Volume 2, Issue 23: November Habits

Hi friends! Last Friday my team at my day job had a virtual Halloween party. Someday I’ll write an essay about why Halloween is the perfect holiday but aside from my birthday, it really is my favorite. I won the first round of our scavenger hunt and I am super pleased with how my costume came out. I went as the “This is fine” meme from this comic. Yes, I absolutely took a photo of myself and I even made a gif which I will leave here, as my autumn gift to you.

Before I get into the juicy bits of today’s newsletter, I did want to remind everyone that Daylight Saving time ends this weekend and we “fall back” an hour.

Today I want to talk a bit about forming habits and the project I’ve started this month. It actually starts with me a couple weeks ago. I was really in the mood to write some postcards. I had just gotten a new book of postcards and I was eager to send them out. A typical person might then just write a few postcards and send them out and be fulfilled.

But not me.

Immediately my brain jumped to, “I want to write more postcards, therefore, I should set a goal for next year to write one postcard a day!” I know my boundaries with myself have improved because I recognized that that is a bananas thing to automatically decide and also that plan does not serve present Me in any way.

I tend to have this cycle of thought during this time of year. I think of something I want to do then stash it away to start it at the beginning of the calendar year. I’ve said before that the “perfect time” to start something doesn’t exist and I also recognize that it does help me mentally to start doing a thing at the start of a time period. But there’s no reason to wait until the start of the next year. So, I started some things this month that I plan on doing daily for a month and I started on November 1st.

I had a therapy appointment on the 1st and while setting goals and forming habits definitely aren’t new to me, it was still helpful to have someone who would find the weak spots in my plan, help me think about ways to make the plan stronger, and also act as my accountability person to check in with me about these specific goals each time we meet.

Each day I plan to:

  1. Stretch

  2. Write

  3. Write snail mail

I know I’m shitty at keeping a monthly tracking journal so I’m using these sticky notes with 31 numbered circles to keep track of how I’m doing.

For the first, stretching, I thought I had a pretty solid plan. I knew exactly what stretches I’d be doing each day (the upper-body stretches I used to do for archery) and that it would typically take about 15 minutes to do the circuit. My therapist said, “Okay, when will you stretch each day?” I said in the morning. She asked me to be more specific so now I aim to do these stretches each morning by 10am. Not setting a time would make it easier to push it off until I no longer want to do it.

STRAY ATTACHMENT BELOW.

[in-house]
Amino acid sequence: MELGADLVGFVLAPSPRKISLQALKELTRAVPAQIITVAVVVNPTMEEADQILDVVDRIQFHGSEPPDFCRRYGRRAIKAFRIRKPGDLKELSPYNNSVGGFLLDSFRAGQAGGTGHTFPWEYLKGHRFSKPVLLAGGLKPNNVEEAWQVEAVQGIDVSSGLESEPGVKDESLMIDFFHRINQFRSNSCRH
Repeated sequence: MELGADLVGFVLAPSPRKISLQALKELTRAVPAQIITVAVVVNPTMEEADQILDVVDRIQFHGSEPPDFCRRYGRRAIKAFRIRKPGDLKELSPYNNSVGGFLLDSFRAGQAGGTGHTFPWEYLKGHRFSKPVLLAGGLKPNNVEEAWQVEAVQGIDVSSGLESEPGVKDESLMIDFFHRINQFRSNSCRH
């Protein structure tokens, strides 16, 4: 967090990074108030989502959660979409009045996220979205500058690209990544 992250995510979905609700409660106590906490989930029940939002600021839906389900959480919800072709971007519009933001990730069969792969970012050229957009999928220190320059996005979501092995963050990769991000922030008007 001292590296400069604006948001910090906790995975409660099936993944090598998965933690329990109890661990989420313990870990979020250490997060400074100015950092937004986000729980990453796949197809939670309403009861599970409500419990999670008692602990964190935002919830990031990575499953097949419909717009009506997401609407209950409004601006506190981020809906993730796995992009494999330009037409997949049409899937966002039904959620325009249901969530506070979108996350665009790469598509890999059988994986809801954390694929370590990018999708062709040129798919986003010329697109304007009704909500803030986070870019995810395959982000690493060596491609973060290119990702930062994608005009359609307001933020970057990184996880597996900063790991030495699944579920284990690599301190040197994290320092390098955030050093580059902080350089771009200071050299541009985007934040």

For the second, writing, she encouraged me to be more strict than I intended to be, like set a length of time or word count. I actually have a lot of small writing projects that need to get done (newsletters, podcast scripts) so I compromised and said I’d do one project each night. Most will take 20 minutes, though this weekly newsletter takes at least 2 hours each week. I then decided to actually make a spreadsheet of what thing I would write each day. I know that one of my big roadblocks with writing is that I sit to write and I’m overwhelmed by trying to decide what to work on in the moment. If I pre-plan, then that takes the anxiety-inducing daily decision-process out of the picture.

For the third, writing snail mail, I wanted to keep flexible. My therapist thought one piece of mail a day would be a lot. I told her I average 5 a week and I even took a lot of time off from writing mail this year so I stuck to my plan of one piece a day; however, I will not be writing a multi-page missive each day. Some days are going to be postcards with just a handful of sentences and I will allow myself to also just send postcards that have a sticker collage on it if I really don’t feel like writing.

I think most importantly, I’m going to not only check in with myself and this process at the end of the month as I planned but also every couple of days. Is this working for me? Are these things sparking joy? How do I feel after completing them? I plan on sticking with everything for the full month but allowing myself permission for next month to maybe only write mail on odd-numbered days, etc.

If you get anything out of today’s newsletter, I hope it entails giving yourself permission to start anything at any time. If it helps to start on a Sunday, then start on a Sunday. And you don’t have to do a thing for a whole month. It’s okay to cultivate a habit for a week at first, then evaluate at the end. I get really ambitious come December 31st and I overwhelm myself with some things before I can get very far. I have heard many people say they’re going to “start flossing” but as soon as they miss a day (or evening) they give up completely. So I’m hoping that breaking down things into smaller chunks makes them more manageable and sustainable and helps form habits, not just goals. And I’m giving it a go now, in November, when there is not all the “new year” pressure. I’ll surely make some goals for the new year, but forming some habits now might make it feel less stressful when January 1st rolls around.

That’s it for this week! You can shop any books I’ve mentioned in this newsletter at my affiliate shop, The Infophile’s Bookshop, and support independent bookstores. If you want to send me some snail mail, you can find me at P.O. Box 21481, Oakland, CA 94620-1481. If you want me to send you some happy mail, feel free to give me your address.

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